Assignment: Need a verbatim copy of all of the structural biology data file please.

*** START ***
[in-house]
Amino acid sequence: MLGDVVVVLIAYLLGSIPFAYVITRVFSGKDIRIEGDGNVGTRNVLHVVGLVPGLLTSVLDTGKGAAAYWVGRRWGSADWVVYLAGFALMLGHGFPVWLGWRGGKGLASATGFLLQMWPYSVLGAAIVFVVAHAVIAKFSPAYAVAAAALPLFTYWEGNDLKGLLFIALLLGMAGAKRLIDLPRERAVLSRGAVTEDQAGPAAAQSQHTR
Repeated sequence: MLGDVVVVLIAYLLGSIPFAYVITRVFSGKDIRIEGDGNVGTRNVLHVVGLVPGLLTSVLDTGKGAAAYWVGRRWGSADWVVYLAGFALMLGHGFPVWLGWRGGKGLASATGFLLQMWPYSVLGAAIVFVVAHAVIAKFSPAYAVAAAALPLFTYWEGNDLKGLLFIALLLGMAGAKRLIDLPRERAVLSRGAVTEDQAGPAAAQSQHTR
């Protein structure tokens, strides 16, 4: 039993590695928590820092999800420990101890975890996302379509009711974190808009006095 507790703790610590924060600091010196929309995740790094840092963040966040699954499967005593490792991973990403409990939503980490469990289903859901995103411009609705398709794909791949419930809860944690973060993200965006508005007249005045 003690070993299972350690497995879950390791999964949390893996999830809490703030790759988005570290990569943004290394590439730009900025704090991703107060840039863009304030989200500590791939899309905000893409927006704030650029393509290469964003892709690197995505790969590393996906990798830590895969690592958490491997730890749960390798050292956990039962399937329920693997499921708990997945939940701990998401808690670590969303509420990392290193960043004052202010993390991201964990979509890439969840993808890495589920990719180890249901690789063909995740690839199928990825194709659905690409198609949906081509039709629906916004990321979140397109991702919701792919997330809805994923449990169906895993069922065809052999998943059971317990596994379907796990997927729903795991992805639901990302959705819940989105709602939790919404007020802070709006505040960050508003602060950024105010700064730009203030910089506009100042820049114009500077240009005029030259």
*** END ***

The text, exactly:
[in-house]
Amino acid sequence: MLGDVVVVLIAYLLGSIPFAYVITRVFSGKDIRIEGDGNVGTRNVLHVVGLVPGLLTSVLDTGKGAAAYWVGRRWGSADWVVYLAGFALMLGHGFPVWLGWRGGKGLASATGFLLQMWPYSVLGAAIVFVVAHAVIAKFSPAYAVAAAALPLFTYWEGNDLKGLLFIALLLGMAGAKRLIDLPRERAVLSRGAVTEDQAGPAAAQSQHTR
Repeated sequence: MLGDVVVVLIAYLLGSIPFAYVITRVFSGKDIRIEGDGNVGTRNVLHVVGLVPGLLTSVLDTGKGAAAYWVGRRWGSADWVVYLAGFALMLGHGFPVWLGWRGGKGLASATGFLLQMWPYSVLGAAIVFVVAHAVIAKFSPAYAVAAAALPLFTYWEGNDLKGLLFIALLLGMAGAKRLIDLPRERAVLSRGAVTEDQAGPAAAQSQHTR
């Protein structure tokens, strides 16, 4: 039993590695928590820092999800420990101890975890996302379509009711974190808009006095 507790703790610590924060600091010196929309995740790094840092963040966040699954499967005593490792991973990403409990939503980490469990289903859901995103411009609705398709794909791949419930809860944690973060993200965006508005007249005045 003690070993299972350690497995879950390791999964949390893996999830809490703030790759988005570290990569943004290394590439730009900025704090991703107060840039863009304030989200500590791939899309905000893409927006704030650029393509290469964003892709690197995505790969590393996906990798830590895969690592958490491997730890749960390798050292956990039962399937329920693997499921708990997945939940701990998401808690670590969303509420990392290193960043004052202010993390991201964990979509890439969840993808890495589920990719180890249901690789063909995740690839199928990825194709659905690409198609949906081509039709629906916004990321979140397109991702919701792919997330809805994923449990169906895993069922065809052999998943059971317990596994379907796990997927729903795991992805639901990302959705819940989105709602939790919404007020802070709006505040960050508003602060950024105010700064730009203030910089506009100042820049114009500077240009005029030259």